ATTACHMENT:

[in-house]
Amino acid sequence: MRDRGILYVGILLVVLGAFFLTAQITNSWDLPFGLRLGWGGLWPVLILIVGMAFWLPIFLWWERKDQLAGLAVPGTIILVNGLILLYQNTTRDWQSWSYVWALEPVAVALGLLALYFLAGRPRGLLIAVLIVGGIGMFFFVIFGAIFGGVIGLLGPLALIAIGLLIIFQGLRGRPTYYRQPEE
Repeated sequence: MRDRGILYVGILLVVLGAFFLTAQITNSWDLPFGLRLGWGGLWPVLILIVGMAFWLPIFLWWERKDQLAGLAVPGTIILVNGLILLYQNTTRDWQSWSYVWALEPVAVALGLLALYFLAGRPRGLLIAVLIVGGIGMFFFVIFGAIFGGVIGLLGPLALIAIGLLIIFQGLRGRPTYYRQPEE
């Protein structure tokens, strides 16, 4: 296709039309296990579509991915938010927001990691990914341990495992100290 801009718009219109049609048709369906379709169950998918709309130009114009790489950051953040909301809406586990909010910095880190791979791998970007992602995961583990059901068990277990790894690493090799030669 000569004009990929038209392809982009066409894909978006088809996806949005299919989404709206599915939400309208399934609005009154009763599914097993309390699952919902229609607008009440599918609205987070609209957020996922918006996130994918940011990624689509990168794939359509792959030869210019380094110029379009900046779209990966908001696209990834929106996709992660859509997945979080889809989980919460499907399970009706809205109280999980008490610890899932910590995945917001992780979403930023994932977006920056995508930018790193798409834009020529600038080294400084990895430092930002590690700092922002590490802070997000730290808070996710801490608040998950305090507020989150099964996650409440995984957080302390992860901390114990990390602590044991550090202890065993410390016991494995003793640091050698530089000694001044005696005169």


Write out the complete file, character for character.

[in-house]
Amino acid sequence: MRDRGILYVGILLVVLGAFFLTAQITNSWDLPFGLRLGWGGLWPVLILIVGMAFWLPIFLWWERKDQLAGLAVPGTIILVNGLILLYQNTTRDWQSWSYVWALEPVAVALGLLALYFLAGRPRGLLIAVLIVGGIGMFFFVIFGAIFGGVIGLLGPLALIAIGLLIIFQGLRGRPTYYRQPEE
Repeated sequence: MRDRGILYVGILLVVLGAFFLTAQITNSWDLPFGLRLGWGGLWPVLILIVGMAFWLPIFLWWERKDQLAGLAVPGTIILVNGLILLYQNTTRDWQSWSYVWALEPVAVALGLLALYFLAGRPRGLLIAVLIVGGIGMFFFVIFGAIFGGVIGLLGPLALIAIGLLIIFQGLRGRPTYYRQPEE
């Protein structure tokens, strides 16, 4: 296709039309296990579509991915938010927001990691990914341990495992100290 801009718009219109049609048709369906379709169950998918709309130009114009790489950051953040909301809406586990909010910095880190791979791998970007992602995961583990059901068990277990790894690493090799030669 000569004009990929038209392809982009066409894909978006088809996806949005299919989404709206599915939400309208399934609005009154009763599914097993309390699952919902229609607008009440599918609205987070609209957020996922918006996130994918940011990624689509990168794939359509792959030869210019380094110029379009900046779209990966908001696209990834929106996709992660859509997945979080889809989980919460499907399970009706809205109280999980008490610890899932910590995945917001992780979403930023994932977006920056995508930018790193798409834009020529600038080294400084990895430092930002590690700092922002590490802070997000730290808070996710801490608040998950305090507020989150099964996650409440995984957080302390992860901390114990990390602590044991550090202890065993410390016991494995003793640091050698530089000694001044005696005169």